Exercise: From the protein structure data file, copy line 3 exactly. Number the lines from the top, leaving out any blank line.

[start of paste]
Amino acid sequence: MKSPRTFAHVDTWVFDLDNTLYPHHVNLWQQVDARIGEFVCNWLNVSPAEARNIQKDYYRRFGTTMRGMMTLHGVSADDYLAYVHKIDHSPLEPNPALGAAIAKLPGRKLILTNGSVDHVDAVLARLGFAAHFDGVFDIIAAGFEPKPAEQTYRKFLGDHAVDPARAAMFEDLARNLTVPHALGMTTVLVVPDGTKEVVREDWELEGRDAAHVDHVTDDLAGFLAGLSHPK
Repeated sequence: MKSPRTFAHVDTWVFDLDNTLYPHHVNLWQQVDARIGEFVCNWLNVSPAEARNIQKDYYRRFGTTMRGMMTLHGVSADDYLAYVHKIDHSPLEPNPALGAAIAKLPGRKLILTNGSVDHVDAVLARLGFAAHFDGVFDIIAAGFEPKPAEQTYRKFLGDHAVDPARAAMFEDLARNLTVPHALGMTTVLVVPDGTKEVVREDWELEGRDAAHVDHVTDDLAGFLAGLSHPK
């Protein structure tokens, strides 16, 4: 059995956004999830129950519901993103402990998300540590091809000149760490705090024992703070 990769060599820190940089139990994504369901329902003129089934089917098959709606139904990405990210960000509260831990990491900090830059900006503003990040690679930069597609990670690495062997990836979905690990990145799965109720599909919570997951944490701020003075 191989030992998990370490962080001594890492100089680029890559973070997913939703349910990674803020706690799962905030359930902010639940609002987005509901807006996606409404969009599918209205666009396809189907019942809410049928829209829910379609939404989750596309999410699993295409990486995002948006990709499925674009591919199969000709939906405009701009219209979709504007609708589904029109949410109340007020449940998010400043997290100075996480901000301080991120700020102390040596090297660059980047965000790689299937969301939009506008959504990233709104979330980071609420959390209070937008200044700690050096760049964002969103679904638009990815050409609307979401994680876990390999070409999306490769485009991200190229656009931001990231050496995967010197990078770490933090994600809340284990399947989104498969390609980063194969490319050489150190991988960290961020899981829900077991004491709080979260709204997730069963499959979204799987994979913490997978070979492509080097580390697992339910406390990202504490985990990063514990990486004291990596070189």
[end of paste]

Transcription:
């Protein structure tokens, strides 16, 4: 059995956004999830129950519901993103402990998300540590091809000149760490705090024992703070 990769060599820190940089139990994504369901329902003129089934089917098959709606139904990405990210960000509260831990990491900090830059900006503003990040690679930069597609990670690495062997990836979905690990990145799965109720599909919570997951944490701020003075 191989030992998990370490962080001594890492100089680029890559973070997913939703349910990674803020706690799962905030359930902010639940609002987005509901807006996606409404969009599918209205666009396809189907019942809410049928829209829910379609939404989750596309999410699993295409990486995002948006990709499925674009591919199969000709939906405009701009219209979709504007609708589904029109949410109340007020449940998010400043997290100075996480901000301080991120700020102390040596090297660059980047965000790689299937969301939009506008959504990233709104979330980071609420959390209070937008200044700690050096760049964002969103679904638009990815050409609307979401994680876990390999070409999306490769485009991200190229656009931001990231050496995967010197990078770490933090994600809340284990399947989104498969390609980063194969490319050489150190991988960290961020899981829900077991004491709080979260709204997730069963499959979204799987994979913490997978070979492509080097580390697992339910406390990202504490985990990063514990990486004291990596070189």